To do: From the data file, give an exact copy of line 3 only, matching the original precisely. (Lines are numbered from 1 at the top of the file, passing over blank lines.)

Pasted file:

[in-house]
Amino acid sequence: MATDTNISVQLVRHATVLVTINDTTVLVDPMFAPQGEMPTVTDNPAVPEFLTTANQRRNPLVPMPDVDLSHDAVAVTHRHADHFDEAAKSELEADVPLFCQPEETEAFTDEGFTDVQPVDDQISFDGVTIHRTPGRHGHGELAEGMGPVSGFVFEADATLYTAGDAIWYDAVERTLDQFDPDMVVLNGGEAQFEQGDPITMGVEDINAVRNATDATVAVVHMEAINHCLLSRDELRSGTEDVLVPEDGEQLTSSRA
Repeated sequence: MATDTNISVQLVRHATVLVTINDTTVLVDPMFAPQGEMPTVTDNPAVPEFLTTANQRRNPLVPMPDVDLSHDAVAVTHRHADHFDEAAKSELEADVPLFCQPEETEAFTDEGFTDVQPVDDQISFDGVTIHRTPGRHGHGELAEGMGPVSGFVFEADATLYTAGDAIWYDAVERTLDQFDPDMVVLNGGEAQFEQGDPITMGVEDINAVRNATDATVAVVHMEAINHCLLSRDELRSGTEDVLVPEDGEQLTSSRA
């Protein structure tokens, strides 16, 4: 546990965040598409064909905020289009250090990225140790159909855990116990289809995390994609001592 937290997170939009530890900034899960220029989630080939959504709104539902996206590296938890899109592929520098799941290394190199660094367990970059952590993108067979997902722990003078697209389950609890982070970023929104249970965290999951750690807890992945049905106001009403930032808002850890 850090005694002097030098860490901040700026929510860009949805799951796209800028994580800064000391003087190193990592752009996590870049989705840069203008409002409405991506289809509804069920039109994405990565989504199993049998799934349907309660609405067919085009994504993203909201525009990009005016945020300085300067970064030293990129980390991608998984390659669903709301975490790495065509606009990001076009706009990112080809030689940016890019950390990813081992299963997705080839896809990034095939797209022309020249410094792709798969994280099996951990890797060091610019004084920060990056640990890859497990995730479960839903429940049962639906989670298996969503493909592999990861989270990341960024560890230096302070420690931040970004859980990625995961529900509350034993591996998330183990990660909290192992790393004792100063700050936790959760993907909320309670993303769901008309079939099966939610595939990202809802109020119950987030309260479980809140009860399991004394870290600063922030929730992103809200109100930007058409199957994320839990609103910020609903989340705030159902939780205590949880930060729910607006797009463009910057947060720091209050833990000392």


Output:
Repeated sequence: MATDTNISVQLVRHATVLVTINDTTVLVDPMFAPQGEMPTVTDNPAVPEFLTTANQRRNPLVPMPDVDLSHDAVAVTHRHADHFDEAAKSELEADVPLFCQPEETEAFTDEGFTDVQPVDDQISFDGVTIHRTPGRHGHGELAEGMGPVSGFVFEADATLYTAGDAIWYDAVERTLDQFDPDMVVLNGGEAQFEQGDPITMGVEDINAVRNATDATVAVVHMEAINHCLLSRDELRSGTEDVLVPEDGEQLTSSRA